By Jason Robb: attorney

In the November issue of the ABA (American Bar Association) Journal, an article entitled Repairing the Past by Jeffrey Ghannan, discussed the issue of providing reparation to descendants of black slaves. It seems unimaginable that we would be debating whether we should be giving money to black slave’s descendants as a result of a recognized legal policy over a century ago. However, we are at that point in time, and as more non-European immigrants flood into this country and take the reigns of our government, the more our national policies will favor the reparation movement.

The reparation movement is simply seeking some form of redress for a 246-year practice of slavery in America for the alleged wrongs committed against their ancestors brought here as slaves. Of course they like to forget the fact that it was their fellow black brothers in Africa who were selling them for cheap rum, or that it was a recognized policy in Africa that a tribe was permitted to sell the members of the tribe they conquered. However, to point out the facts of history, or that slavery still exists in Africa, is considered evil, racist thinking. Some want an apology; others are “proposing a presidential commission to inquire the need of monetary relief, while others want corporations to make restitution for helping to maintain slavery.”

If you believe this will never happen in America, think again. Chicago became the fifth major U.S. City to endorse federal hearings on reparations, while other cities are considering or have already paid reparations in connection with race riots in the past. The black reparation movement points to the examples of “Japanese-Americans interned during WWII, who received an apology and compensation from the U.S. government in 1988.” They argue that the Negroes helped build the public and private wealth and as a result, should be compensated. They fail to mention that there is a greater differentiation between the confinement of Japanese citizens during WWII and Negro slave descendants, and that is “there is a greater proximity of the wrong to the individual.” As Michael Hausfield, a Washington D.C. lawyer said, “when you have many generations from the offense it becomes almost impossible to fashion an appropriate remedy as a relief.” “The challenge with reparations claims is the inability to translate the true nature of the injury into damages suffered.”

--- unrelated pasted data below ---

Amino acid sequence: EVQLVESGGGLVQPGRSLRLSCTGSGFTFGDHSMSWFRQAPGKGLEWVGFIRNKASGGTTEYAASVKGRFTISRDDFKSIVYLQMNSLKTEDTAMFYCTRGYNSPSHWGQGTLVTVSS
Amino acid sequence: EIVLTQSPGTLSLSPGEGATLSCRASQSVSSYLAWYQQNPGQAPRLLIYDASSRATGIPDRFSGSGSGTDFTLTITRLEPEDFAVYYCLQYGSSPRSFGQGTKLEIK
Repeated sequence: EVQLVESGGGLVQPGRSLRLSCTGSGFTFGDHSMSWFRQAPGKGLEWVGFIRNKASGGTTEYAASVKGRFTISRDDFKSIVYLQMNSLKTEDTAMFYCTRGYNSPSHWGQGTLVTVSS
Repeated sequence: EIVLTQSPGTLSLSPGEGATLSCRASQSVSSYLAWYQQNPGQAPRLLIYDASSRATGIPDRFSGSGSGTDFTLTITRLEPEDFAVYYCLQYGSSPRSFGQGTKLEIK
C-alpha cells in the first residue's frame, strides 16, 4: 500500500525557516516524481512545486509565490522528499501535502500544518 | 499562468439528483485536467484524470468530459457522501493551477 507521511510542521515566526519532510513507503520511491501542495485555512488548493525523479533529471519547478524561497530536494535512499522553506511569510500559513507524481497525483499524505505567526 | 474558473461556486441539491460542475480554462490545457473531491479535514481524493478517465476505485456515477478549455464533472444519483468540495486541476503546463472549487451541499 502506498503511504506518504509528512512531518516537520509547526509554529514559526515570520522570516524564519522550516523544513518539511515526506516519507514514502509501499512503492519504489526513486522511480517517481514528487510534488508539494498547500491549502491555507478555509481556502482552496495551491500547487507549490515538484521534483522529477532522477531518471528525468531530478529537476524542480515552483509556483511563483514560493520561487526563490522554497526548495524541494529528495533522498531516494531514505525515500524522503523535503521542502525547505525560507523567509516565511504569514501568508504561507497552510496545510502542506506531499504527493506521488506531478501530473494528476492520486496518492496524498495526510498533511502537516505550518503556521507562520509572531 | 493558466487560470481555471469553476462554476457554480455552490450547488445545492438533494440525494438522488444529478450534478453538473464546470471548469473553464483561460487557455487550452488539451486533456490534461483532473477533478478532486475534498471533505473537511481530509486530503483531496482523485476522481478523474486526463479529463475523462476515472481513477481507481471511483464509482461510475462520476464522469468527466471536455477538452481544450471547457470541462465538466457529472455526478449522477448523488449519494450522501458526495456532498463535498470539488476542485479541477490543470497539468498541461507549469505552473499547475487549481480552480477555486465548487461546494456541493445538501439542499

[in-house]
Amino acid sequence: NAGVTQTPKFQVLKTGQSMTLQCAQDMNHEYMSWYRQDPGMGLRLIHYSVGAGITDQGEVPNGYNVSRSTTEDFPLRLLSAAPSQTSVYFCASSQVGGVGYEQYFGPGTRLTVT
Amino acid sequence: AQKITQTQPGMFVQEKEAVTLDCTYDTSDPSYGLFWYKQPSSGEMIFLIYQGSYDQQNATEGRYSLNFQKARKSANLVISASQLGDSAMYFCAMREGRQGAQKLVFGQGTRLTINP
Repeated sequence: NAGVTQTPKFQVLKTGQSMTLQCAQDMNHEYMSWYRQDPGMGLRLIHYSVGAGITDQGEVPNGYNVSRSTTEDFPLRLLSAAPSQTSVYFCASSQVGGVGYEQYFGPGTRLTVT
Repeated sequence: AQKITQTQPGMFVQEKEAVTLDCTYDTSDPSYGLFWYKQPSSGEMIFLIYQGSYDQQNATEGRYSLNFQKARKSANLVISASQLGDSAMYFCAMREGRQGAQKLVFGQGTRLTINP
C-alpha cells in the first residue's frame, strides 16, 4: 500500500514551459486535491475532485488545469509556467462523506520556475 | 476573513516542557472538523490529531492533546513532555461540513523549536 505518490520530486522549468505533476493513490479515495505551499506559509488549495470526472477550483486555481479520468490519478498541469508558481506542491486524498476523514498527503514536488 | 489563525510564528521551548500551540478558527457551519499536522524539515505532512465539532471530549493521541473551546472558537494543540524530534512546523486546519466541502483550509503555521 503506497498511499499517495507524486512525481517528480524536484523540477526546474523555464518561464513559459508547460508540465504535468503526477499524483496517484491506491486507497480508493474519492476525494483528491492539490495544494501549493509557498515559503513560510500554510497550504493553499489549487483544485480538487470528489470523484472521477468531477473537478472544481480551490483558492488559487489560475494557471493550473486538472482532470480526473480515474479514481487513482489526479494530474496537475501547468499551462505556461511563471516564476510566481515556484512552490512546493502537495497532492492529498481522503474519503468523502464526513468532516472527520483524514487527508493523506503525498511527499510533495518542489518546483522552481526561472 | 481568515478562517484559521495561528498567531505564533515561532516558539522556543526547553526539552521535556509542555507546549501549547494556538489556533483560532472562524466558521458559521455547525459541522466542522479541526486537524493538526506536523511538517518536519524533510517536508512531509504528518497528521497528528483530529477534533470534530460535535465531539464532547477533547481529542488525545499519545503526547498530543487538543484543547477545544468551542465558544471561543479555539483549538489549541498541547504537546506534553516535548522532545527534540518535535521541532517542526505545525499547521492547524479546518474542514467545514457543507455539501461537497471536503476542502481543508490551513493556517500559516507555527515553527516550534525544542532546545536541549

Even though it appears unlikely they could win, they are arguing unjust enrichment as a legal theory to seek recovery for the benefits slaves ‘ labors “allegedly” bestowed on the nation. Many Negroes, such as Randall Robinson, who finished a book titled, The debt: What America owes to Blacks, argues in support of this theory that “President Lincoln supported a plan during the Civil War to compensate slave owners for their loss of ‘property’”(Didn’t Lincoln believe Negroes were as equal as Whites-guess not). “But his successor, President Andrew Johnson, vetoed legislation that would have compensated ex-slaves as well.’

Others such as Richard America believes there should be an accounting of what was taken from Negro slaves. “Slavery and discrimination were mechanisms for transferring money wrongfully from blacks to whites, so reparations are a way of capturing the unjust enrichment that whites have today.” He believes in redirecting wealth to blacks in the form of grants for housing, business and education-basically looking for a hand out. These types of legal issues are about as viable as millions of white American descendants claiming they should be compensated because their ancestors were forced to fight England during the Revolutionary war.

Because the legal issues are very dismal, the reparation movement is attempting to seek redress through government policy. The black Rep. John Conyers D-Mich. has introduced legislation in the House each year since 1989 calling for the President to appoint a commission to study reparations. However, H.R. 40 bill still sits in the House Judiciary Committee and hopefully it will continue to sit. Rep. Tom P. Hall D-Ohio introduced in June the Apology for Slavery Resolution of 2000, H. Con. Res. 356. His bill calls for a “commission to study slavery’s legacy, and supports a national museum and memorial, which are included in simpler proposals by Rep. John Lewis D-GA and Cliff Sterns R-Fla.” These bills still sit in the House Judiciary Committee.

In the private sector, the reparation movement is seeking redress from companies that allegedly benefited from slavery. For example, AETNA, the Hartford-Conn based life insurance company was asked to apologize for writing life insurance policies on slaves with owners as beneficiaries. AETNA apologized and said the “Company addresses today’s needs with a minority internship program, corporation scholarship funding and diversity initiatives.” But the reparation movement isn’t happy. They are still complaining because the company has not addressed the problems of the past. Like the old adage says, “they’ll never be happy.”

Rep. Henry Hyde, R-Ill, Chairman of the House Judiciary Committee feels the same as millions of whites do when he said, “I never owned a slave. I never oppressed anybody. I don’t know why I should have to pay for someone who did something generations before I was born.”

So here we have it, the blacks of today and minorities in general will never feel equal and will never be satisfied until the whites apologize for the past. However, as white “Christian” preachers have already been kissing minorities’ behinds for the past 30-40 years- its clear that what they are truly after is cold hard cash and nothing less. As reparations activist Aiyetoro said, “until and unless this country and its leadership and its people deal straight up with actually making reparations, we’re not going to have racial healing.” Therefore, dig in your pockets deep White America, pay day is arriving soon.